Biography Writing: The Art of Letting Others Toot Your Horn

I’m always amused when I see someone with hardly any credentials at all drone on about their illustrious lives with platitudes and white noise, while globally renowned figures like John Grisham keep their bios to 20 words.

Having written scads of bios over the past 20-plus years, and seen others’ work both stellar and abysmal, this Fast Company piece on biography writing is spot-on.

Here is one of the best lines from Jonathan Rick’s “The Art of Writing Your Own Bio: How to Toot Your Horn Without Sounding Like a Blowhard”:

“To be sure, the problem isn’t with boasting. It’s with who’s doing the boasting. Boasting is best when validated by a third party. Otherwise, you’re just another self-proclaimed guru in a field that’s long on salesmanship and short on specifics.”

Rick’s article has other very good insights about how to take distinctive approaches to bio writing, such as having colleagues help tell someone’s story.

In writing my own bio, I have sought a balance between professional, personal and off-beat (such as noting my once driving an Oscar Mayer Wienermobile as a reporter and my ambidextrous free-throw shooting zeal).

The random inclusions are not for their own sake, either: they help paint an accurate reflection of who I am, in all my off-the-wall reality.

That, too, is why my bio photo shows me dressed up as Super Shopper Spotter, with the caption, “It takes a courageous man (or at least a brazen PR guy) to wear red boots, mask and cape in front of a flower shop–or anywhere else for that matter.”

Related Posts:
Get Your Own Inside Edge: Biography Writing Service
Writing Biographies & Profiles: Navigating Around the Self-Modesty Mask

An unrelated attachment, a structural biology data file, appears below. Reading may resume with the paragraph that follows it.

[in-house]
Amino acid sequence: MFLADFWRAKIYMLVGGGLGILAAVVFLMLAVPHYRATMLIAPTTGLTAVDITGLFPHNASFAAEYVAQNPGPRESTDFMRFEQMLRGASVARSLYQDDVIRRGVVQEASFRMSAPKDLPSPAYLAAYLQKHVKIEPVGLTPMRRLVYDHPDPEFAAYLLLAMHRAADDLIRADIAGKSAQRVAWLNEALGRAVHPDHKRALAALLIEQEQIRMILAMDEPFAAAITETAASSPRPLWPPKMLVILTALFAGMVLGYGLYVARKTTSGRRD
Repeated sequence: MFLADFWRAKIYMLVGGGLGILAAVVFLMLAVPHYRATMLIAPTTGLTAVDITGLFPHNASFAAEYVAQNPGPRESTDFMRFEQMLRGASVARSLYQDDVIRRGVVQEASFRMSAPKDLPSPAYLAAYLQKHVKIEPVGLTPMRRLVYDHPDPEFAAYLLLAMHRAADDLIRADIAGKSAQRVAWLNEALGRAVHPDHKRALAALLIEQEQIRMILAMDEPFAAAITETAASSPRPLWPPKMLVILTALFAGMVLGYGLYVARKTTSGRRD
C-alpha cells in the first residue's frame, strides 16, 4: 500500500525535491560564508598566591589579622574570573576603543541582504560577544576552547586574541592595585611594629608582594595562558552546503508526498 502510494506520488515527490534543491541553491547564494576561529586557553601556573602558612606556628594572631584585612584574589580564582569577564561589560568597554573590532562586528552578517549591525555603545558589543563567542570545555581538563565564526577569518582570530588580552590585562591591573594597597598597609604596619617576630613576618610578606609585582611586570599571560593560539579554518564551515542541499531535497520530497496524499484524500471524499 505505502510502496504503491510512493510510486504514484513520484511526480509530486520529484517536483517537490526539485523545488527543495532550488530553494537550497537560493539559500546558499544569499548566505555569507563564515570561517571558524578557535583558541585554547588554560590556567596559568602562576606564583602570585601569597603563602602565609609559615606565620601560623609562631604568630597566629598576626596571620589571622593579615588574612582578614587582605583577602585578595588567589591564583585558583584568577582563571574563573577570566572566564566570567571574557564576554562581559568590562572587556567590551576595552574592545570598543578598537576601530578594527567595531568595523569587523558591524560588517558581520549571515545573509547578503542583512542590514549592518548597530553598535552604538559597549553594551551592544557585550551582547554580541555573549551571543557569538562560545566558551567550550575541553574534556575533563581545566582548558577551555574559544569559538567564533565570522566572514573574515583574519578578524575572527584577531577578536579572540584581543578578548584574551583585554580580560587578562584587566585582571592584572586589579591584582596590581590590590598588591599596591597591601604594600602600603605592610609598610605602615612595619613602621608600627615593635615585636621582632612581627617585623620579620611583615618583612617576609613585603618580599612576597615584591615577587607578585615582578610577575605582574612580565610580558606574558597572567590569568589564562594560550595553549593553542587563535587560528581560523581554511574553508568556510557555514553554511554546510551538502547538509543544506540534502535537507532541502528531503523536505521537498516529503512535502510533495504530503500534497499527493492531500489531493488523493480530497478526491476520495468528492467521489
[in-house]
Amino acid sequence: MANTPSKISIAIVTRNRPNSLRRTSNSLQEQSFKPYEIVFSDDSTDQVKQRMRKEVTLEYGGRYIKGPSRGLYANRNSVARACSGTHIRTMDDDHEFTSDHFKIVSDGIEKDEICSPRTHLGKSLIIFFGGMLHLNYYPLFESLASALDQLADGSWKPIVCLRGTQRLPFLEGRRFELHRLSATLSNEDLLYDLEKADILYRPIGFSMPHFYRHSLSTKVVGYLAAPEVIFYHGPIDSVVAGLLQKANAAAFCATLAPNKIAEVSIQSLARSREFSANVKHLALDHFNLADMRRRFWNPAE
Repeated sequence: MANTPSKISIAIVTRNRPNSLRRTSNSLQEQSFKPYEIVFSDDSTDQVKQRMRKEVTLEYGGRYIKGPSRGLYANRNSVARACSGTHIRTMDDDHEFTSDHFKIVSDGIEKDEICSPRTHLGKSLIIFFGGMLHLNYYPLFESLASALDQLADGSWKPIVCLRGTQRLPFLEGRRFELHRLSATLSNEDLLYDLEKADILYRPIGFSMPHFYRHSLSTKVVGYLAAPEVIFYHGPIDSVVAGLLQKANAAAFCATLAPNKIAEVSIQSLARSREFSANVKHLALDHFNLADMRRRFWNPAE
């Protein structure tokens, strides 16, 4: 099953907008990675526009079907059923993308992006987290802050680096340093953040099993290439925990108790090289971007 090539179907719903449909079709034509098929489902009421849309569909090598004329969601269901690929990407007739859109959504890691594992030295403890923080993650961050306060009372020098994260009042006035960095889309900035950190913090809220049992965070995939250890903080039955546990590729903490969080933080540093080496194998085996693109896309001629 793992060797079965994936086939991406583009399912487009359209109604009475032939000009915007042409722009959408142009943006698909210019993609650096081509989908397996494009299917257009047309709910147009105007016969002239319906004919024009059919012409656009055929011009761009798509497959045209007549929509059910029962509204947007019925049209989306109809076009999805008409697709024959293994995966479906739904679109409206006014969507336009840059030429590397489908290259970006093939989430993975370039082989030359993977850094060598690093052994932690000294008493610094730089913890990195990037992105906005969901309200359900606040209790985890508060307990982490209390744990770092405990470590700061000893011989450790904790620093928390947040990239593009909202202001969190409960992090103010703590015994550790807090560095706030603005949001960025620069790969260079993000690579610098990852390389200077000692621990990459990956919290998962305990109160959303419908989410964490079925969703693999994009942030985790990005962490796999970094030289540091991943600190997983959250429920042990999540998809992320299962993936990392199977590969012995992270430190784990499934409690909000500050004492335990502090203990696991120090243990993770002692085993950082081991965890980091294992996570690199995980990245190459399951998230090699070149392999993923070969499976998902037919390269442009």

Introducing the Inside Edge Biography Writing Service

Three years ago, in writing about the importance of writing your business biography, my tone was almost apopleptic as I related the widespread absence of such bios.

At the time, I conveyed three big reasons why it behooves you to craft your story:

1. Distinguish yourself from the competition.
2. Develop a deeper connection with your prospective clients.
3. Lay the groundwork for news releases that help promote your product or service.

That covers some of the “why,” but much more elusive is the “how.”

How exactly do you boil down your life and career path and, furthermore, how tight should you write? Is 750 words just right or too much? Is 500 the magic number? What if some contexts enable space for only for 50 or 100 words?

These are among the most frequently recurring questions that I field, often during my “PR Secrets From a Media Insider” workshops. In response, I have developed a special rate for biography writing–click here for more details.

Biographies Help Differentiate and Connect

What’s your story?

If you run a business, do you have a well-written biography on your website and in any other communication materials? I am continually astonished by the prevalence of successful professionals who don’t have a bio.

Then there are those who have poorly crafted bios that appear to have been scrawled hurriedly as they strolled the aisles of a Whole Foods, hunting for milk and eggs. (Sometimes, it’s better not to have a bio at all than to have something slipshod that reflects poorly on you.)

If your biography (often found in the “About Us” section of websites) falls into either of the above camps, you are squandering a huge opportunity to:

1. Differentiate yourself from the competition.
2. Forge a deeper connection with your prospective clients.
3. Lay the groundwork for news releases that help promote your product or service.

A case in point: a month ago, I wrote a biography of Denise Hauser (pictured), a talented kitchen and bath designer who for 18 months had been running her Oak Park-based business, Denise Hauser Design, without the benefit of a concise, compelling bio.

Less than two weeks after I crafted her story, the bio formed the bulk of a news release on Denise’s recognition in a local charity kitchen walk.

The story (“Longtime biz exec carves out kitchen and bath design niche”) is on TribLocal.com and was prominently placed on page 2 of TribLocal’s weekly print edition, which went to some 10,000 subscribers in the three-town area (Oak Park, River Forest and Forest Park) that is in the heart of Hauser’s suburban Chicago market.

Without the bio in hand, the article would have been considerably less effective and much less likely to have gained inclusion in the Trib’s print version.

To see biographies embedded in other Inside Edge PR news releases, here are pieces on Andrea Donovan Senior Living Advisors and another on Five Accessories.